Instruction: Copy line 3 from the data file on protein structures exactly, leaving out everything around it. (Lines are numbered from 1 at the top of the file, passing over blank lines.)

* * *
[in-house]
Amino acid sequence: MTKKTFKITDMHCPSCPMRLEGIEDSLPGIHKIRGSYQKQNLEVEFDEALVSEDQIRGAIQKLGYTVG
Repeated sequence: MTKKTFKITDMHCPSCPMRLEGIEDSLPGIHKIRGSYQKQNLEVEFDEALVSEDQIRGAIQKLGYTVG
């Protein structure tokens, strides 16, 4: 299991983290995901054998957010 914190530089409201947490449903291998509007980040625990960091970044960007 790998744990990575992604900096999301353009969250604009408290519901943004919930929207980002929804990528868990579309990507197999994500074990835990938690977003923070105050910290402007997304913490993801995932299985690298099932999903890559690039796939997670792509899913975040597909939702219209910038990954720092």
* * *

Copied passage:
Repeated sequence: MTKKTFKITDMHCPSCPMRLEGIEDSLPGIHKIRGSYQKQNLEVEFDEALVSEDQIRGAIQKLGYTVG